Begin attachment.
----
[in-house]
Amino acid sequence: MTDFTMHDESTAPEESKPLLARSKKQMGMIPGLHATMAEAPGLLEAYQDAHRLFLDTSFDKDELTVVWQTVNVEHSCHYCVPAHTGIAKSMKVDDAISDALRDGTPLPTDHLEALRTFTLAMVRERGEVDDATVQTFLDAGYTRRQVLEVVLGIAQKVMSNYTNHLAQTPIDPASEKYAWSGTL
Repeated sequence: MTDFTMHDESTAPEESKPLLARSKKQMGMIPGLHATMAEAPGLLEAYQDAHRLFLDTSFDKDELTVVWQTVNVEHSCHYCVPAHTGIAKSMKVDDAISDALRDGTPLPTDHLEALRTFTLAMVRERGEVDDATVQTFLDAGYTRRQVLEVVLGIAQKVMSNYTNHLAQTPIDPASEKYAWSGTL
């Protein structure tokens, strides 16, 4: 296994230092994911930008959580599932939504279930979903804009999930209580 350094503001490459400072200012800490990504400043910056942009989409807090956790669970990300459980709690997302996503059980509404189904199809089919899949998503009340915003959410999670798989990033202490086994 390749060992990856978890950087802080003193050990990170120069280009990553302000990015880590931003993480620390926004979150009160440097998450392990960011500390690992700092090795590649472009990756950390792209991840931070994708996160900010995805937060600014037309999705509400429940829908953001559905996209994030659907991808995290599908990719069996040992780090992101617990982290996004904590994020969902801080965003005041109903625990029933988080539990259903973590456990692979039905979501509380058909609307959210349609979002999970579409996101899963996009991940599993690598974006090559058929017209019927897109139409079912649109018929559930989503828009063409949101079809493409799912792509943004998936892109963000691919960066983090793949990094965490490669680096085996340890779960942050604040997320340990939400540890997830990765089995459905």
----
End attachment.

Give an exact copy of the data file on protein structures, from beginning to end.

[in-house]
Amino acid sequence: MTDFTMHDESTAPEESKPLLARSKKQMGMIPGLHATMAEAPGLLEAYQDAHRLFLDTSFDKDELTVVWQTVNVEHSCHYCVPAHTGIAKSMKVDDAISDALRDGTPLPTDHLEALRTFTLAMVRERGEVDDATVQTFLDAGYTRRQVLEVVLGIAQKVMSNYTNHLAQTPIDPASEKYAWSGTL
Repeated sequence: MTDFTMHDESTAPEESKPLLARSKKQMGMIPGLHATMAEAPGLLEAYQDAHRLFLDTSFDKDELTVVWQTVNVEHSCHYCVPAHTGIAKSMKVDDAISDALRDGTPLPTDHLEALRTFTLAMVRERGEVDDATVQTFLDAGYTRRQVLEVVLGIAQKVMSNYTNHLAQTPIDPASEKYAWSGTL
């Protein structure tokens, strides 16, 4: 296994230092994911930008959580599932939504279930979903804009999930209580 350094503001490459400072200012800490990504400043910056942009989409807090956790669970990300459980709690997302996503059980509404189904199809089919899949998503009340915003959410999670798989990033202490086994 390749060992990856978890950087802080003193050990990170120069280009990553302000990015880590931003993480620390926004979150009160440097998450392990960011500390690992700092090795590649472009990756950390792209991840931070994708996160900010995805937060600014037309999705509400429940829908953001559905996209994030659907991808995290599908990719069996040992780090992101617990982290996004904590994020969902801080965003005041109903625990029933988080539990259903973590456990692979039905979501509380058909609307959210349609979002999970579409996101899963996009991940599993690598974006090559058929017209019927897109139409079912649109018929559930989503828009063409949101079809493409799912792509943004998936892109963000691919960066983090793949990094965490490669680096085996340890779960942050604040997320340990939400540890997830990765089995459905």